The Mary Queen of Scots Way is a 107 mile route which stretches across central Scotland.
The route begins in Arrochar in the West and ends in St Andrews in the East and takes the walker through a stunning part of the country.
Paul Prescott, the author, who devised the route takes walkers on a very scenic tour of a part of the country that many walkers will never have seen. The route passes through many places with a connection to one of the most well known members of historic Scottish royalty – Mary Queen of Scots.
The guide book, which is published by Rucksack Readers, begins by introducing the reader to how they should plan their route which includes considering what time of year you should attempt it, suggestions on how to split the route into stages and what kind of terrain and wildlife to expect along the way.
The author includes a well written overview of the life and death of Mary Queen of Scots which helps readers unaware of her tragic story to understand her connection to the walk.
The guide book is designed for the walker and is printed onto water resistant paper which is spiral bound in a fashion that allows walkers to keep it open easily at the stage they are walking. There are plenty of full colour photographs from the route throughout.
The route is clearly mapped and is featured on a fold out section that forms part of the cover and is easy to follow. The mapping does not feature the National Grid so it is not possible to create grid references of your route direct from the guide for the creation of a detailed route card. This is a little bit of a let down for a route that is crossing areas of open countryside but you can easily transpose the route to OS mapping either online through their OS Maps service or you can buy a number of OS maps that cover the whole route and the author has included a note of their sheet numbers in the reference section towards the end of the guide.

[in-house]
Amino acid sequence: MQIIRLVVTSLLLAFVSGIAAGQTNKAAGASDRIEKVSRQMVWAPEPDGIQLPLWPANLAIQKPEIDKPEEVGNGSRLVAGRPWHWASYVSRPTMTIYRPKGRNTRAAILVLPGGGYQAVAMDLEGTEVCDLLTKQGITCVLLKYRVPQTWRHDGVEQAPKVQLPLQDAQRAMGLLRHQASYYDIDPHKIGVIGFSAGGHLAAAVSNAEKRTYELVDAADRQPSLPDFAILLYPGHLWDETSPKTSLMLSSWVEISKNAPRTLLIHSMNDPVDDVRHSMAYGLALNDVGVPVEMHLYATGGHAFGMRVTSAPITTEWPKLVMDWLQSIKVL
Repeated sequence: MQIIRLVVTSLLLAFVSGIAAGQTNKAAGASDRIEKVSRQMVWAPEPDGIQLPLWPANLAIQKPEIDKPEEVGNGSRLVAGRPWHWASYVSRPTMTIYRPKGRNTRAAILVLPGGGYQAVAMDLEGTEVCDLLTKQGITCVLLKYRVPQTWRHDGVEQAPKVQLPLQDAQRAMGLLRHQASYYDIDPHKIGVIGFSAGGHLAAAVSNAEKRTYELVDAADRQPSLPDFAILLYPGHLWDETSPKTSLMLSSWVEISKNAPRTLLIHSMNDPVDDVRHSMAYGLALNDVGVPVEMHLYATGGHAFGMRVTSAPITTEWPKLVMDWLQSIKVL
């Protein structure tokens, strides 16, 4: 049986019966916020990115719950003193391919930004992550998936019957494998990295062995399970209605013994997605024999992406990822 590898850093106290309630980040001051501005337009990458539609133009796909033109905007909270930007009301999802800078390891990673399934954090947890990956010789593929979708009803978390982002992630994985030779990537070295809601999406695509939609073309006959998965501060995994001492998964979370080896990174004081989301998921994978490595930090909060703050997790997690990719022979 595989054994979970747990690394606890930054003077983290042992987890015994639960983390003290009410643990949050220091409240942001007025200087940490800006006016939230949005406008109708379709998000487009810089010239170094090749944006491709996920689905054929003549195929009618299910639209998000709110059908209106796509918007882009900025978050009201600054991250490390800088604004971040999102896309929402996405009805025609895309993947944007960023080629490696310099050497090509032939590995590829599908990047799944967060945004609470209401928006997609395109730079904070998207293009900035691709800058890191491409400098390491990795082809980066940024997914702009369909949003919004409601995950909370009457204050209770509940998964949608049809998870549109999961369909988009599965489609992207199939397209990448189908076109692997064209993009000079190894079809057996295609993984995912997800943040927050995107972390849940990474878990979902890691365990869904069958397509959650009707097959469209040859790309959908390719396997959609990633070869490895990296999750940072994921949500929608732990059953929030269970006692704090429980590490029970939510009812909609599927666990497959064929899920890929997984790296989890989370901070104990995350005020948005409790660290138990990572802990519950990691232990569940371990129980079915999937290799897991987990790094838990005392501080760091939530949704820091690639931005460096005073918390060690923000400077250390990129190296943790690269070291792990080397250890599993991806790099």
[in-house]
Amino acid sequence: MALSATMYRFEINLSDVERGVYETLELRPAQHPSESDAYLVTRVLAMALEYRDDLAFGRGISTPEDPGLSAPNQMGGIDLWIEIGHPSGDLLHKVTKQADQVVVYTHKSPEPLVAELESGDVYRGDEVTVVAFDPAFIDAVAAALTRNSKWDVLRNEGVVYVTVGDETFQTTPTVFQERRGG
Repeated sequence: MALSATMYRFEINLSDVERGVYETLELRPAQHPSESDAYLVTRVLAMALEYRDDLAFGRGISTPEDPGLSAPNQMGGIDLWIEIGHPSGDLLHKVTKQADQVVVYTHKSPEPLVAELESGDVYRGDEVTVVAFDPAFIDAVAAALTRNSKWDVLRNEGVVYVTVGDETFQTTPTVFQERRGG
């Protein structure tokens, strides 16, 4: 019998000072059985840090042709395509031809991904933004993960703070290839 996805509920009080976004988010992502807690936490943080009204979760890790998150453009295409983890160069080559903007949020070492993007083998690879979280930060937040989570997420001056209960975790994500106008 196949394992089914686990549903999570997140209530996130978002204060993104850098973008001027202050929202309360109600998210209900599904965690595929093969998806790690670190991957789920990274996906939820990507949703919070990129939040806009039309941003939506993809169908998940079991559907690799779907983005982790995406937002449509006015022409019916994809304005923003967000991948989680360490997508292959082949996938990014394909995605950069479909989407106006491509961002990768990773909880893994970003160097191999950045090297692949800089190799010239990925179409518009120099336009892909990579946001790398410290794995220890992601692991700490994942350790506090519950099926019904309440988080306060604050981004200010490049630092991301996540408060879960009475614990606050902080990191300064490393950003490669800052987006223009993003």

Each stage of the route is broken down into easy to understand and well bullet-pointed segments and each stage includes details on the distance, grade of terrain to expect and places where you can stop for food and drink.
A few of the sections route are also overlaid onto a photograph to allow the walker to orientate themselves with the landscape which is something I have only seen in a handful of guide books and is nice way in aiding navigation and should be used more. There are also little interesting snippets scattered throughout the guide which are enjoyable to read and again connect walkers with the route’s namesake.
The Mary Queen of Scots Way is a excellent long distance walks across Scotland and the author has created a walking route that I am sure many will enjoy for years to come.